PITTSBURGH (KDKA) - Governor-elect Josh Shapiro says the Pittsburgh region was an important part of hislast Tuesday.
In his landslide win for governor, Shapiro carried Allegheny County by 40 points, double what President Biden did two years ago. He also carried Beaver County and nearly won Washington and Westmoreland counties.
"I've been in western Pennsylvania multiple times every week," Shapiro said in an exclusive interview with KDKA-TV. "I'm a proud Pitt dad so I get out there to see my kid a lot. And it's just a place that has adopted me and supported me, and a place I have such fondness toward."
Shapiro, a suburban Philadelphian, says he's tried to reciprocate by working for this region, parts of which he says often get forgotten by Harrisburg.
"These are communities that mean a lot to me, why I chose to launch my campaign for governor in western Pennsylvania, why I chose to pick a running mate – Austin Davis – from western Pennsylvania and it's why you'll see me there every week fighting for the good people of western Pennsylvania," he said.
Although Republican Doug Mastriano didthe election on Monday, he never called Shapiro.
"The people pick the winner, not him, so I could care less if he calls me," Shapiro said. "What I'm focused on is looking forward, not looking back."
That means working with a Republican-controlled Senate and possibly ain Harrisburg next year to find bipartisan solutions to state problems.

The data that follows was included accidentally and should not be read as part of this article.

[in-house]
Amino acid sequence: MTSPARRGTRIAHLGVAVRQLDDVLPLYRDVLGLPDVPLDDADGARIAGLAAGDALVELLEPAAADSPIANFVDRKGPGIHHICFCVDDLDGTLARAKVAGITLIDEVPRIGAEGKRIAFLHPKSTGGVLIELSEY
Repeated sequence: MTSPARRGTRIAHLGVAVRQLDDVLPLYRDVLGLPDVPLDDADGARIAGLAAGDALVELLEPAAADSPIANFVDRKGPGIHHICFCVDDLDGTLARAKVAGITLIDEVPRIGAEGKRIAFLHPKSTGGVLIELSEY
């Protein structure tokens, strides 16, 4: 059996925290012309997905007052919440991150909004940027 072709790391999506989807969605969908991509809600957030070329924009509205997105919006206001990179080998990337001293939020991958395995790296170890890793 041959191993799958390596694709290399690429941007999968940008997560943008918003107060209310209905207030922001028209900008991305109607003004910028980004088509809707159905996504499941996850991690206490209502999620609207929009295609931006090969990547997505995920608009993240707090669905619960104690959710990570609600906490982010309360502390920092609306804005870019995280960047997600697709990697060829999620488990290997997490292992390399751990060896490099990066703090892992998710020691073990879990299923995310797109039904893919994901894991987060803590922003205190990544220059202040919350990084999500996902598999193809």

"I think you'll see a lot more engagement. You'll see a legislative affairs office within the governor's office that engages more. You're going to see my administration be bipartisan. So you're just going to see a different approach of working with the Legislature."
KDKA-TV asked Shapiro for his take on former President Trump's third run for the presidency, particularly in the must-win state of Pennsylvania where Trump's endorsed candidates -- Mehmet Oz and Doug Mastriano -- went down to defeat.
"I think what's clear from the results last Tuesday is that Pennsylvanians rejected extremism. They rejected chaos. They rejected people who speak in dangerous conspiracy theories. So I don't think that bodes well for the former president, who's obviously put together a significant string of losses here," Shapiro said.
Shapiro said he's not really focused on 2024 presidential politics but rather on how he can put together his team so he can hit the ground running when he's sworn in on Jan. 17. He and Gov. Wolf are announcing a transition team on Wednesday.
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